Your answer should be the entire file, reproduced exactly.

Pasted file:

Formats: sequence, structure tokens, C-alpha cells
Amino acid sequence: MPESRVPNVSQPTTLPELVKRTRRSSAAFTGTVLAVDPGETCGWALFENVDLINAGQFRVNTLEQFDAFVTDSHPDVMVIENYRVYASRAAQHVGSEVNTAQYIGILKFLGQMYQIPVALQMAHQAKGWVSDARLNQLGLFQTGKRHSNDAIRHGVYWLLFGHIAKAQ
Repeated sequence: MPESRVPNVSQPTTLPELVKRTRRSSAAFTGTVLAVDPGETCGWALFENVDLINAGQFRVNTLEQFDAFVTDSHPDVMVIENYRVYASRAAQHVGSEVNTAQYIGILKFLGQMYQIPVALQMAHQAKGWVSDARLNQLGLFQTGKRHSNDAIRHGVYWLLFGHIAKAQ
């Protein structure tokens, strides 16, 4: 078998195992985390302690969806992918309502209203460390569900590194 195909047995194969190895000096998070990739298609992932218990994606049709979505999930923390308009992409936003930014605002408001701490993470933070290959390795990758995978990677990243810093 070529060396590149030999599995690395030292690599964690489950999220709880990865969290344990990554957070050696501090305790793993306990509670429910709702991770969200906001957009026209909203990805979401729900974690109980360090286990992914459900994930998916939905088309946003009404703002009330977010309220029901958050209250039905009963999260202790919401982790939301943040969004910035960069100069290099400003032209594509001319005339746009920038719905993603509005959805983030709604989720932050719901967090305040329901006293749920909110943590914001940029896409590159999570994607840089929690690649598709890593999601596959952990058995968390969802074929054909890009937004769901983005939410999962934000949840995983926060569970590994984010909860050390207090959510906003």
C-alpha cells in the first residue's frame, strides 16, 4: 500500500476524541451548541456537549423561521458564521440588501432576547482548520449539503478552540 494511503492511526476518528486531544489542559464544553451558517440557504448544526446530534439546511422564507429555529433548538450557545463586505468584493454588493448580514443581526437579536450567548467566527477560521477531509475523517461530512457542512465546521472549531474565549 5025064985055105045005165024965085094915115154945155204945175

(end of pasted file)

Formats: sequence, structure tokens, C-alpha cells
Amino acid sequence: MPESRVPNVSQPTTLPELVKRTRRSSAAFTGTVLAVDPGETCGWALFENVDLINAGQFRVNTLEQFDAFVTDSHPDVMVIENYRVYASRAAQHVGSEVNTAQYIGILKFLGQMYQIPVALQMAHQAKGWVSDARLNQLGLFQTGKRHSNDAIRHGVYWLLFGHIAKAQ
Repeated sequence: MPESRVPNVSQPTTLPELVKRTRRSSAAFTGTVLAVDPGETCGWALFENVDLINAGQFRVNTLEQFDAFVTDSHPDVMVIENYRVYASRAAQHVGSEVNTAQYIGILKFLGQMYQIPVALQMAHQAKGWVSDARLNQLGLFQTGKRHSNDAIRHGVYWLLFGHIAKAQ
């Protein structure tokens, strides 16, 4: 078998195992985390302690969806992918309502209203460390569900590194 195909047995194969190895000096998070990739298609992932218990994606049709979505999930923390308009992409936003930014605002408001701490993470933070290959390795990758995978990677990243810093 070529060396590149030999599995690395030292690599964690489950999220709880990865969290344990990554957070050696501090305790793993306990509670429910709702991770969200906001957009026209909203990805979401729900974690109980360090286990992914459900994930998916939905088309946003009404703002009330977010309220029901958050209250039905009963999260202790919401982790939301943040969004910035960069100069290099400003032209594509001319005339746009920038719905993603509005959805983030709604989720932050719901967090305040329901006293749920909110943590914001940029896409590159999570994607840089929690690649598709890593999601596959952990058995968390969802074929054909890009937004769901983005939410999962934000949840995983926060569970590994984010909860050390207090959510906003």
C-alpha cells in the first residue's frame, strides 16, 4: 500500500476524541451548541456537549423561521458564521440588501432576547482548520449539503478552540 494511503492511526476518528486531544489542559464544553451558517440557504448544526446530534439546511422564507429555529433548538450557545463586505468584493454588493448580514443581526437579536450567548467566527477560521477531509475523517461530512457542512465546521472549531474565549 5025064985055105045005165024965085094915115154945155204945175